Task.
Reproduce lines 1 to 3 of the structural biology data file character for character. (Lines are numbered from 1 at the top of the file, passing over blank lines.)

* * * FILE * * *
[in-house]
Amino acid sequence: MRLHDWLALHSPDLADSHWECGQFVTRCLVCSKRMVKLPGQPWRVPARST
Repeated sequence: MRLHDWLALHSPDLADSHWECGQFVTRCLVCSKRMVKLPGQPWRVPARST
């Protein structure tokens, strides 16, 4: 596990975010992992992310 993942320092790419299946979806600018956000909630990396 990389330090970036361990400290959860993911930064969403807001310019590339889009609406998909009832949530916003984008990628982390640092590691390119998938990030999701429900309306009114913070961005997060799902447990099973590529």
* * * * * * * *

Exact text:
[in-house]
Amino acid sequence: MRLHDWLALHSPDLADSHWECGQFVTRCLVCSKRMVKLPGQPWRVPARST
Repeated sequence: MRLHDWLALHSPDLADSHWECGQFVTRCLVCSKRMVKLPGQPWRVPARST